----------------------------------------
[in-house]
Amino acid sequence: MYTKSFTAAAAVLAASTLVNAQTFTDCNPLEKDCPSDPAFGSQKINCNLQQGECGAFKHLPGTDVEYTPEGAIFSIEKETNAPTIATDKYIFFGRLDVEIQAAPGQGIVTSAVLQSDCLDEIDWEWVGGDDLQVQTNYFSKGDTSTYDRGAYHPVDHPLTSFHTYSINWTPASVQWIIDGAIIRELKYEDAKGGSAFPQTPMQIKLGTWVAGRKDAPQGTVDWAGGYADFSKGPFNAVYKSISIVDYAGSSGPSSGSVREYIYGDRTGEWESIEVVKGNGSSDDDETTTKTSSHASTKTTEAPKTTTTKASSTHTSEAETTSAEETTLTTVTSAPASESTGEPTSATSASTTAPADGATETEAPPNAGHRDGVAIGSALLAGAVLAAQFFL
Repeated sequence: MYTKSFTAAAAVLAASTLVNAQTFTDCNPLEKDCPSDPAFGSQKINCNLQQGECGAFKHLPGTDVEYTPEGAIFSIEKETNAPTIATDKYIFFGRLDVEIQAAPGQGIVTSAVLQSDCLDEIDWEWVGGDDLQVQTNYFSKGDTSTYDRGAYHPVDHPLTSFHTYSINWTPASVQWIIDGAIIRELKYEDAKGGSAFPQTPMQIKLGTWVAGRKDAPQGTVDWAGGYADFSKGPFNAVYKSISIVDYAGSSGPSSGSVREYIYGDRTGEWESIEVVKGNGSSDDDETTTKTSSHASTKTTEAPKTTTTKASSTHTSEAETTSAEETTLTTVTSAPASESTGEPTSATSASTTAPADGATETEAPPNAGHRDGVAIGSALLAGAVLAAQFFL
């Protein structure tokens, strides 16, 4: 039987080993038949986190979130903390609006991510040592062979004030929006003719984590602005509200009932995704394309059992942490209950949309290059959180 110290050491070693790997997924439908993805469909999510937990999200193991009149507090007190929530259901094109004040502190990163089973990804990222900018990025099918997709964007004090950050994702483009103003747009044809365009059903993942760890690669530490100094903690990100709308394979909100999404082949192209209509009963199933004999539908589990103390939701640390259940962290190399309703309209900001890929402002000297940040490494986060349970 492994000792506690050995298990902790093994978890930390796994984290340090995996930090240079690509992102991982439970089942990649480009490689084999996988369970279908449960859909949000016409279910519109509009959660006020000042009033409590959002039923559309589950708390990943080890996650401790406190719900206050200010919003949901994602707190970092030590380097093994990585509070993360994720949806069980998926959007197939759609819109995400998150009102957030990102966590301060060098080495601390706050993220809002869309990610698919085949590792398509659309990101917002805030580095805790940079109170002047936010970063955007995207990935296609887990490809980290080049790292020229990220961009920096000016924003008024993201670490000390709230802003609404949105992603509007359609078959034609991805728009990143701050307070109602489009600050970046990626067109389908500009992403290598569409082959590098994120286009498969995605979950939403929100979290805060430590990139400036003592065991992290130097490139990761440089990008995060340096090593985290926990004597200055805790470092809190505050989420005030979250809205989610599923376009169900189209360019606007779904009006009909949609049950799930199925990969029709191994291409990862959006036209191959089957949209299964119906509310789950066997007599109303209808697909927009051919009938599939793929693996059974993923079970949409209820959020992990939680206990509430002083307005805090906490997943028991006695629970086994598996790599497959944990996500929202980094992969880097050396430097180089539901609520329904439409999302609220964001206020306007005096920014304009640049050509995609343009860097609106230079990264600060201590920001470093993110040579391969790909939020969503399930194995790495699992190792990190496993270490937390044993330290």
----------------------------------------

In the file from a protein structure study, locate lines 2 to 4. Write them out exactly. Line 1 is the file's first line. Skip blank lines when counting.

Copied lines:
Amino acid sequence: MYTKSFTAAAAVLAASTLVNAQTFTDCNPLEKDCPSDPAFGSQKINCNLQQGECGAFKHLPGTDVEYTPEGAIFSIEKETNAPTIATDKYIFFGRLDVEIQAAPGQGIVTSAVLQSDCLDEIDWEWVGGDDLQVQTNYFSKGDTSTYDRGAYHPVDHPLTSFHTYSINWTPASVQWIIDGAIIRELKYEDAKGGSAFPQTPMQIKLGTWVAGRKDAPQGTVDWAGGYADFSKGPFNAVYKSISIVDYAGSSGPSSGSVREYIYGDRTGEWESIEVVKGNGSSDDDETTTKTSSHASTKTTEAPKTTTTKASSTHTSEAETTSAEETTLTTVTSAPASESTGEPTSATSASTTAPADGATETEAPPNAGHRDGVAIGSALLAGAVLAAQFFL
Repeated sequence: MYTKSFTAAAAVLAASTLVNAQTFTDCNPLEKDCPSDPAFGSQKINCNLQQGECGAFKHLPGTDVEYTPEGAIFSIEKETNAPTIATDKYIFFGRLDVEIQAAPGQGIVTSAVLQSDCLDEIDWEWVGGDDLQVQTNYFSKGDTSTYDRGAYHPVDHPLTSFHTYSINWTPASVQWIIDGAIIRELKYEDAKGGSAFPQTPMQIKLGTWVAGRKDAPQGTVDWAGGYADFSKGPFNAVYKSISIVDYAGSSGPSSGSVREYIYGDRTGEWESIEVVKGNGSSDDDETTTKTSSHASTKTTEAPKTTTTKASSTHTSEAETTSAEETTLTTVTSAPASESTGEPTSATSASTTAPADGATETEAPPNAGHRDGVAIGSALLAGAVLAAQFFL
């Protein structure tokens, strides 16, 4: 039987080993038949986190979130903390609006991510040592062979004030929006003719984590602005509200009932995704394309059992942490209950949309290059959180 110290050491070693790997997924439908993805469909999510937990999200193991009149507090007190929530259901094109004040502190990163089973990804990222900018990025099918997709964007004090950050994702483009103003747009044809365009059903993942760890690669530490100094903690990100709308394979909100999404082949192209209509009963199933004999539908589990103390939701640390259940962290190399309703309209900001890929402002000297940040490494986060349970 492994000792506690050995298990902790093994978890930390796994984290340090995996930090240079690509992102991982439970089942990649480009490689084999996988369970279908449960859909949000016409279910519109509009959660006020000042009033409590959002039923559309589950708390990943080890996650401790406190719900206050200010919003949901994602707190970092030590380097093994990585509070993360994720949806069980998926959007197939759609819109995400998150009102957030990102966590301060060098080495601390706050993220809002869309990610698919085949590792398509659309990101917002805030580095805790940079109170002047936010970063955007995207990935296609887990490809980290080049790292020229990220961009920096000016924003008024993201670490000390709230802003609404949105992603509007359609078959034609991805728009990143701050307070109602489009600050970046990626067109389908500009992403290598569409082959590098994120286009498969995605979950939403929100979290805060430590990139400036003592065991992290130097490139990761440089990008995060340096090593985290926990004597200055805790470092809190505050989420005030979250809205989610599923376009169900189209360019606007779904009006009909949609049950799930199925990969029709191994291409990862959006036209191959089957949209299964119906509310789950066997007599109303209808697909927009051919009938599939793929693996059974993923079970949409209820959020992990939680206990509430002083307005805090906490997943028991006695629970086994598996790599497959944990996500929202980094992969880097050396430097180089539901609520329904439409999302609220964001206020306007005096920014304009640049050509995609343009860097609106230079990264600060201590920001470093993110040579391969790909939020969503399930194995790495699992190792990190496993270490937390044993330290």